Kate Beckinsale and Chloe Sevigny reunite with their ‘Last Days of Disco’ director Whit Stillman for an adaptation of a Jane Austen novella.
A breezy twirl back into Jane Austen’s world after a bit of a cinematic layoff, Love & Friendship also marks the welcome return of American indie stalwart Whit Stillman five years after his considerably less felicitous Damsels in Distress. Cheeky in its approach as well as spirited and good-natured, this enterprising adaptation of the author’s relatively unfamiliar early novella, “Lady Susan,” remains buoyant through most of its short running time but lacks the stirring emotional hooks found in the best Austen works, on the page as well as the screen. Still, Austen has normally been a good box-office name and this early release from Amazon Studios via Roadside Attractions could stir up some modest business in limited release prior to its small screen debut.
That Stillman intends to have eccentric fun with his first adaptation of outside material is expressed at the outset with the pairing of his Last Days of Disco leading ladies Kate Beckinsale and Chloe Sevigny, unconventional opening titles and a speed-dial approach to introducing the cast of characters (a method so rapid that it’s obvious he doesn’t expect the viewer to absorb it completely, if at all).
The crux of the issue, however, is that beautiful widow Lady Susan Vernon (Beckinsale) has, as she bluntly puts it, “no money and no husband” when she arrives for a stay at the lavish estate of her in-laws until some untoward gossip about her is eclipsed by fresher preoccupations among the chattering class.
In due course, her daughter Frederica (Morfydd Clark) arrives after having been expelled from a tony school, and the amorous match-ups that slowly materialize are surprising; for her part, Lady Susan is assiduously attended by handsome younger courtier Reginald DeCourcey (Xavier Samuel, very good in the sort role Hugh Grant could and did play in his youth), a relationship largely played out during long, decorous walks in the extensive gardens. For her part, the teenaged Frederica is doted upon by a somewhat older and filthy rich blithering idiot, Sir James Martin (Tom Bennett, quite funny in the film’s most ostentatious turn).
Lady Susan also has a good close friend in Alicia Johnson (Sevigny), an American woman living in Britain. Little is made of this, although it could have been, given the Crown’s very recent loss of its large American colony; Austen is thought to have written “Lady Susan” in 1790, when she was about 20, although it wasn’t published until her nephew undertook the project in 1871.
No matter who’s around, Lady Susan does most of the talking, issuing incisive views on everything in quasi-Wildean turns of phrase well ahead of their time, interrupting whenever the turn of a discussion doesn’t suit her and prone to making both self-serving remarks as well as blunt assessments of her own reduced status that are surprising in their frankness. She’s an Olympian talker, and one sometimes wishes there was someone else who could dish back at her as well as she gives. There aren’t great depths to the role, but Beckinsale excels with the long speeches and in defining her character as a very self-aware egoist.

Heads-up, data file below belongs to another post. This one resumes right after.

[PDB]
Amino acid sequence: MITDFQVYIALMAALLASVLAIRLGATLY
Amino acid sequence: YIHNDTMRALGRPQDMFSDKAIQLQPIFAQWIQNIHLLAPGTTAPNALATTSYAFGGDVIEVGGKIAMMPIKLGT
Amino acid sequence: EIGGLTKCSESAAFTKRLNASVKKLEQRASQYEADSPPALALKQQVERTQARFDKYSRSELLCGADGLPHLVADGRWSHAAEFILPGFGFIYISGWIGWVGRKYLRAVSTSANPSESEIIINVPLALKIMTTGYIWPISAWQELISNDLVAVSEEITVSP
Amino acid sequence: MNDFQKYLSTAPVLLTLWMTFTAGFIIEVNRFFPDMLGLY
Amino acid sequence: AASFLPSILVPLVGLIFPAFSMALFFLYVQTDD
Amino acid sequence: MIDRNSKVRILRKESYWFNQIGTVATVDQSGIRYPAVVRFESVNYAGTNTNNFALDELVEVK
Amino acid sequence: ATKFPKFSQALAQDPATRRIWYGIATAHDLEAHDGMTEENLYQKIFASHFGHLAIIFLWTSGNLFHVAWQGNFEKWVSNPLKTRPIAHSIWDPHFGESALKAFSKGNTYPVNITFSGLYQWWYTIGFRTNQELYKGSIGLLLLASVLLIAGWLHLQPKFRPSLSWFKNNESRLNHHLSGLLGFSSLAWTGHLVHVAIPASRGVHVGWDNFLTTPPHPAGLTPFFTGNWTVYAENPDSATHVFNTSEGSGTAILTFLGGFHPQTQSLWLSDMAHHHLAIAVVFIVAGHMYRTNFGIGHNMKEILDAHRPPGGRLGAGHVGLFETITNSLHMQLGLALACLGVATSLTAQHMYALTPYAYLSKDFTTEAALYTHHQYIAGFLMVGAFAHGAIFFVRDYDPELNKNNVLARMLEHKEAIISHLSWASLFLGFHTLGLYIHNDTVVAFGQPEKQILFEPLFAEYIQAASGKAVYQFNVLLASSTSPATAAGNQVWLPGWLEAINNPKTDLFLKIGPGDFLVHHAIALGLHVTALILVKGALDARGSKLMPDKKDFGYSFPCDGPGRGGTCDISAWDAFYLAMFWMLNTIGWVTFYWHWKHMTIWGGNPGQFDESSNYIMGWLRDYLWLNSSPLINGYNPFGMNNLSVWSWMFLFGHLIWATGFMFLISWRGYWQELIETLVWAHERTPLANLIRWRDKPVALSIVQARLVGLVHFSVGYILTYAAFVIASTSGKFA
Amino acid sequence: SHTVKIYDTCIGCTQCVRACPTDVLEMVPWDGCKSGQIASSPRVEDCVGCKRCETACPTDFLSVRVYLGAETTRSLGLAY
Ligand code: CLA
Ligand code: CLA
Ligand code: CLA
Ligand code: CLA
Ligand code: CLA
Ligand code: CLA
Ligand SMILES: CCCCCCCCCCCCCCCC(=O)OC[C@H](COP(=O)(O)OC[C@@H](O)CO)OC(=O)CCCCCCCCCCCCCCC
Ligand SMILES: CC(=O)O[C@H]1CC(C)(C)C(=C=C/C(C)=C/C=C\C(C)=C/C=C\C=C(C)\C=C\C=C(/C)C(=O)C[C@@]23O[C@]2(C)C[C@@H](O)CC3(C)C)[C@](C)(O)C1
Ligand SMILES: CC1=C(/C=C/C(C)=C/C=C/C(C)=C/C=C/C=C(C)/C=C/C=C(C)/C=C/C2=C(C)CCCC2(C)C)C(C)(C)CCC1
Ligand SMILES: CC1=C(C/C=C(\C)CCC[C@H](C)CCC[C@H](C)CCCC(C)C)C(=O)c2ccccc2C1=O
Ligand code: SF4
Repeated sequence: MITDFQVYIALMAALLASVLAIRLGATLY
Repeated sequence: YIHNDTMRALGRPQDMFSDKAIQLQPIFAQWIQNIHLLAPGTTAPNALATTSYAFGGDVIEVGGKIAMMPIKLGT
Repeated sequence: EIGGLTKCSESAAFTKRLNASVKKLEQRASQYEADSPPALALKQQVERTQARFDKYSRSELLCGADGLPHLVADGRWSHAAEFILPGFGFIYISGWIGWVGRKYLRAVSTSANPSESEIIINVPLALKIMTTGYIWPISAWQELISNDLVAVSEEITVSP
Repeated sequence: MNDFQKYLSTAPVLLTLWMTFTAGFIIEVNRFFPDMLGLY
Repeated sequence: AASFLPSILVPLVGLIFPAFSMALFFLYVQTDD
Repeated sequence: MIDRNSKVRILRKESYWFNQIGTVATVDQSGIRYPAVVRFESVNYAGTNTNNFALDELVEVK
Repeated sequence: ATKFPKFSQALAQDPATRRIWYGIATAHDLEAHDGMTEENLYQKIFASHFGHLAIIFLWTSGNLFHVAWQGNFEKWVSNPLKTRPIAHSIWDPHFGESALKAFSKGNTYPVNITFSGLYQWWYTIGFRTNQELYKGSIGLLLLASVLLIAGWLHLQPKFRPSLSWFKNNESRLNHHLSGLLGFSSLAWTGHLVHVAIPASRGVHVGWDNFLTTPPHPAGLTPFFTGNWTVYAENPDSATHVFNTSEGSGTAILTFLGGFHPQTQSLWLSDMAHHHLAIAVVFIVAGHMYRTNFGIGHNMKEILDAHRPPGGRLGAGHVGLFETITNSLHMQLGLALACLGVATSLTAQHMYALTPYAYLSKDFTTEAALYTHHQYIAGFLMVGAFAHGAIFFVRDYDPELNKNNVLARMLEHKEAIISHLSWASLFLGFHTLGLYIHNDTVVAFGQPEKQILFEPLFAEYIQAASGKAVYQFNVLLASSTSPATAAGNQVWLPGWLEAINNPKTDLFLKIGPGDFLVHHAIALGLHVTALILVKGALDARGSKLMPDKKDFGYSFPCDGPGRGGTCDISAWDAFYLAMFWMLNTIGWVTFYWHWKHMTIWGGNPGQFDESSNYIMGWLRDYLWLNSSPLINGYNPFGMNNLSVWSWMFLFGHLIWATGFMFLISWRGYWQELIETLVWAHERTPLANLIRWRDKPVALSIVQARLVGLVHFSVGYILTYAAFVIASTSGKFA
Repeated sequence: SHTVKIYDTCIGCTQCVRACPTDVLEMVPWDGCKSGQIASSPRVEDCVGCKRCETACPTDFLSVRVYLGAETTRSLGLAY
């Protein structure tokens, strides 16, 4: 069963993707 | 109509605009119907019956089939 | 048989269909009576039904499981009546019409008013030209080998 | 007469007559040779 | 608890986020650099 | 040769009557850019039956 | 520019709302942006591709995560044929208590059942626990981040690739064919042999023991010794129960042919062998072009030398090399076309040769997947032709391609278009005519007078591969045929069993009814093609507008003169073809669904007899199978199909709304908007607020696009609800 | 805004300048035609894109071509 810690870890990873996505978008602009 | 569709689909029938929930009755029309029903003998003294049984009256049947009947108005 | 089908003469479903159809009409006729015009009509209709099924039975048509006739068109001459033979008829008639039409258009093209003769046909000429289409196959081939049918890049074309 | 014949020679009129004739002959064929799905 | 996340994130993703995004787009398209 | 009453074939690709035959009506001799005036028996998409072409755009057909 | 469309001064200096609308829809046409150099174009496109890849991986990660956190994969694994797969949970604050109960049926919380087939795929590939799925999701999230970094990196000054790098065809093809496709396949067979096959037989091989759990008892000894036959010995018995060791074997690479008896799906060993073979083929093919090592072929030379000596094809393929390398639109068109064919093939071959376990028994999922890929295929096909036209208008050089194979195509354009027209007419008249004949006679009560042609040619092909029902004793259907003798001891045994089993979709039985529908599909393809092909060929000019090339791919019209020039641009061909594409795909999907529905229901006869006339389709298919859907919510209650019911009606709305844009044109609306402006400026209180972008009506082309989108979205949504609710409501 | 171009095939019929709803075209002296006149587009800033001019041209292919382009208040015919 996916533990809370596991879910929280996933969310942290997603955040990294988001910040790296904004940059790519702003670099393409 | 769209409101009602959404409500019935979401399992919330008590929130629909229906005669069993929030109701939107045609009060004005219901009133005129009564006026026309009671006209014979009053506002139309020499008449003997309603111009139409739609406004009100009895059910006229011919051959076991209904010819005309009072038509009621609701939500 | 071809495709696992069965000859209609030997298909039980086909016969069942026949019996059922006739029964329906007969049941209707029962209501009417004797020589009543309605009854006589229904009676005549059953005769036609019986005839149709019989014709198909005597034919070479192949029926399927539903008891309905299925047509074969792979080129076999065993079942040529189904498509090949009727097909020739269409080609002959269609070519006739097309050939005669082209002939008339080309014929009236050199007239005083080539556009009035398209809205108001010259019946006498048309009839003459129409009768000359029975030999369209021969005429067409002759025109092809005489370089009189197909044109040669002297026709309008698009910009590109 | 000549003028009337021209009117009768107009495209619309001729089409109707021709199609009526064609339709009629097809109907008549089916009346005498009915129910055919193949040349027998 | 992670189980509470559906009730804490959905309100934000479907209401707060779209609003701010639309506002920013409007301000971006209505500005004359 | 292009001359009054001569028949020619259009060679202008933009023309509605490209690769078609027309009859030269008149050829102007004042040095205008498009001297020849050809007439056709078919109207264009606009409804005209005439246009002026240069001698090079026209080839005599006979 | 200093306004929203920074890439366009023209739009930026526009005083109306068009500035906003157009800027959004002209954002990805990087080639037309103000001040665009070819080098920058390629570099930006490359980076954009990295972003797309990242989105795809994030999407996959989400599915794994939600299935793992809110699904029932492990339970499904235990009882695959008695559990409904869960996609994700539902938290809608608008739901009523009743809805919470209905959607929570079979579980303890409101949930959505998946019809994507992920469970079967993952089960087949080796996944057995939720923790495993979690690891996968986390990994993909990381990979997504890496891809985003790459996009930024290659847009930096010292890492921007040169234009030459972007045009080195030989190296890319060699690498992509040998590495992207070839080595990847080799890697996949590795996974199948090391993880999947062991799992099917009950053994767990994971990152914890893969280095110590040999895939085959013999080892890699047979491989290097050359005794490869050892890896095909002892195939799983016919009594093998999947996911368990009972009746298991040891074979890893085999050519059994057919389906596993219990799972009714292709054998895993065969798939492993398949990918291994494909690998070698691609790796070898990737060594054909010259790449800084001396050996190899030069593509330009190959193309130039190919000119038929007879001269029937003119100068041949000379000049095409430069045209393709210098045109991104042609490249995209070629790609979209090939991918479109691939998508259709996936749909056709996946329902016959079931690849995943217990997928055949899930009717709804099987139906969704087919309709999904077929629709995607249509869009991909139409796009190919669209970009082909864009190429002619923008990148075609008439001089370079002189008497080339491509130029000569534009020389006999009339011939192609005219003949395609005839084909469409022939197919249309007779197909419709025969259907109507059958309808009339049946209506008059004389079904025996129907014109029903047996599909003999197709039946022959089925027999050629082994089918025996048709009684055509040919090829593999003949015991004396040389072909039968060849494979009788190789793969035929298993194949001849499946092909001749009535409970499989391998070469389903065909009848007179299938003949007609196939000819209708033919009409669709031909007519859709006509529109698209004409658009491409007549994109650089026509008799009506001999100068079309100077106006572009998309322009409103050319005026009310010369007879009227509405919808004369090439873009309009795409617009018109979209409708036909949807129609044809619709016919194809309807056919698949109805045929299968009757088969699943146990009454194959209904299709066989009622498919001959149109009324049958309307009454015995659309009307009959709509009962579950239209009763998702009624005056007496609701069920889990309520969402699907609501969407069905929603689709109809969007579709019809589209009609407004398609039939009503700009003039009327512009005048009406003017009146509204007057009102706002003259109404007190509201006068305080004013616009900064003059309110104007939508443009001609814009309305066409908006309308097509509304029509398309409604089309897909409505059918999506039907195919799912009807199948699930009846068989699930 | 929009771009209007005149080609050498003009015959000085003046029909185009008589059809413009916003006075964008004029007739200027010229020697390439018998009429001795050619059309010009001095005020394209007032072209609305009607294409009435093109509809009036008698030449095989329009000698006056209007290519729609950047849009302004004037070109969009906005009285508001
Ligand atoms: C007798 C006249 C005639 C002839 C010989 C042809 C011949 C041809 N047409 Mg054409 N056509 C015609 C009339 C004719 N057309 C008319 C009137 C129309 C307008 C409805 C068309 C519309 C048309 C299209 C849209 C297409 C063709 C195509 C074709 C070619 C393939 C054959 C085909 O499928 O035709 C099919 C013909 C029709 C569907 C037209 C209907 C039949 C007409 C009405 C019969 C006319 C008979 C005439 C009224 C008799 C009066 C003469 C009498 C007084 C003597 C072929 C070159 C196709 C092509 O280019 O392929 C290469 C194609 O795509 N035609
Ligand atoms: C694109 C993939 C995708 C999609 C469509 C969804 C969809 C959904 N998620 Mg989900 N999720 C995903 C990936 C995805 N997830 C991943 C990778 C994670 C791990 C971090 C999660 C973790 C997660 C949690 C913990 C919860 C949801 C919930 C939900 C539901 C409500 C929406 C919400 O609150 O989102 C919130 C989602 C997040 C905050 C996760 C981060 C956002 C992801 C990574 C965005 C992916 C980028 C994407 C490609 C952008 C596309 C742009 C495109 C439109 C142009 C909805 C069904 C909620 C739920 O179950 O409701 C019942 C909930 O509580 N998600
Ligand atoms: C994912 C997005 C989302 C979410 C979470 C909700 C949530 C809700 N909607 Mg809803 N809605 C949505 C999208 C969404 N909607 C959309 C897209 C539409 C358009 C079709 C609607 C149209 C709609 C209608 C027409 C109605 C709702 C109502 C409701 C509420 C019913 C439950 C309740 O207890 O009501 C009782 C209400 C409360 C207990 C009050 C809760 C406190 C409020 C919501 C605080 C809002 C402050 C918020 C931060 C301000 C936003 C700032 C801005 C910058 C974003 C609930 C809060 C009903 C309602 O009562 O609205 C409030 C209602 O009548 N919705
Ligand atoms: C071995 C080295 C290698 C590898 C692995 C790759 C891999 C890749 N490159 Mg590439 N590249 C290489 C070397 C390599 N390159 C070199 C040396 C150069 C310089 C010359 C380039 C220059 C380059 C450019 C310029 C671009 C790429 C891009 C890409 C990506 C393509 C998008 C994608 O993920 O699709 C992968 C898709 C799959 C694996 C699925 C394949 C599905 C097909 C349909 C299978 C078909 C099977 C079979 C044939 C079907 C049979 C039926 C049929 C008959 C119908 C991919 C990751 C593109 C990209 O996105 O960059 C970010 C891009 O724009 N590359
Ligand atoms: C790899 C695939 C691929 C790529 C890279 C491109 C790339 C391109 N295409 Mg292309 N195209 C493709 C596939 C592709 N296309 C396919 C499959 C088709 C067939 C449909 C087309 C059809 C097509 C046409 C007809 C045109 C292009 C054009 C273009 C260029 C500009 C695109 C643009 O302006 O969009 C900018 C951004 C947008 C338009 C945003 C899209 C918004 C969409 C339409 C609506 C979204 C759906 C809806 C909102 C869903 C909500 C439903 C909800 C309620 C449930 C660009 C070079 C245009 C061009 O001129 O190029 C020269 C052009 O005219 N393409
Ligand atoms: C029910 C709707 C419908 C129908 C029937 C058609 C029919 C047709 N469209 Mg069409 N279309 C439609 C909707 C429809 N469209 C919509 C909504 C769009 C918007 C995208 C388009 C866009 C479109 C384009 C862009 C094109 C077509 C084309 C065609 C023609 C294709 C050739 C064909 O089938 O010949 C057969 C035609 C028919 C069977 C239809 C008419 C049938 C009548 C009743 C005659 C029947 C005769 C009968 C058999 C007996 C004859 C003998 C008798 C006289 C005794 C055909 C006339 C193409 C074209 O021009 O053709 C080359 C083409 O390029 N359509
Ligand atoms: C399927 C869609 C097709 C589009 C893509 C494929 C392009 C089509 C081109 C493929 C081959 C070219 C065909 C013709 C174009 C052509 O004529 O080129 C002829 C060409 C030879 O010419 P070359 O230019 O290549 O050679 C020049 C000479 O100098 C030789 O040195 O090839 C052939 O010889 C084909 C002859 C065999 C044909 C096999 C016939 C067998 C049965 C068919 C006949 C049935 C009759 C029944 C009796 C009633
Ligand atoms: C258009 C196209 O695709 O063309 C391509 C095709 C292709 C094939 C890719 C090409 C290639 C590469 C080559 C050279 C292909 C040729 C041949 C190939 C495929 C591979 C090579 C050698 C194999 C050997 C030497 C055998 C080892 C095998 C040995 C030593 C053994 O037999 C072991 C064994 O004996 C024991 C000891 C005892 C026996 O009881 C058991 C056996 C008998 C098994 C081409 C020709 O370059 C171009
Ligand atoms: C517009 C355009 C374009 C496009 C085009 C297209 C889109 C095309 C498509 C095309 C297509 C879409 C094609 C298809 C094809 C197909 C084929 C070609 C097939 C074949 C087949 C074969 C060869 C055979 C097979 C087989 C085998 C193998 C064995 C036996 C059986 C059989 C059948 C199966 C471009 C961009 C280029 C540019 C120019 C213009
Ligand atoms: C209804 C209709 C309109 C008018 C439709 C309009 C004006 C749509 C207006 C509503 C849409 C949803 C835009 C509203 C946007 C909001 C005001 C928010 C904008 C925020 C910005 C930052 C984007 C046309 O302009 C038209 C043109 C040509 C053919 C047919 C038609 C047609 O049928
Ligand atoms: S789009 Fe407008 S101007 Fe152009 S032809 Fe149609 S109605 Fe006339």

At a certain point, Lady Susan decides she’s exceeded her welcome in the country and takes up residence in London, where the stars’ alignment begins to change in ways that she believes she can manipulate the benefit of herself and her daughter. At this stage, one awaits the little emotional depth charge that normally accompanies the denouement of an Austin piece when the people who should end up together almost invariably do so. But it doesn’t come, which might be what costs the film commercially with audiences normally responsive to this sort of high-toned but entirely accessible piece.
Although it’s difficult even by the end to entirely sort out who’s related to whom and how, the actors acquit themselves nicely, and it’s always good to have Stephen Fry around in this sort of tony affair, even if he’s restricted to just making sage remarks from time to time.
Shot entirely in Ireland, mostly in 18th century great houses, the film is nicely decked out on a budget.
Venue: Sundance Film Festival (Premieres)
Distributor: Roadside Attractions
Production: Amazon Studios, Westerly Films, Blinder Films, Chic Films
International sales: Protagonist Pictures
Cast: Kate Beckinsale, Chloe Sevigny, Xavier Samuel, Emma Greenwell, Justin Edwards, Tom Bennett, Morfydd Clark, Jemma Redgrave, James Fleet, Jenn Murray, Stephen Fry
Director: Whit Stillman
Screenwriter: Whit Stillman, based on the novella “Lady Susan” by Jane Austen
Producers: Whit Stillman, Katie Holly, Lauranne Bourrachot
Executive producers: Russell Pennover, Collin DeRham, Kieron J. Walsh, Nigel Williams
Director of photography: Richard van Oosterhout
Production designer: Anna Rackard
Costume designer: Eimer Ni Mhaoldomhnaigh
Editor: Sophie Corra
Music: Benjamin Esdraffo
Casting: Colin Jones, Kerry Bardem, Paul Schnee
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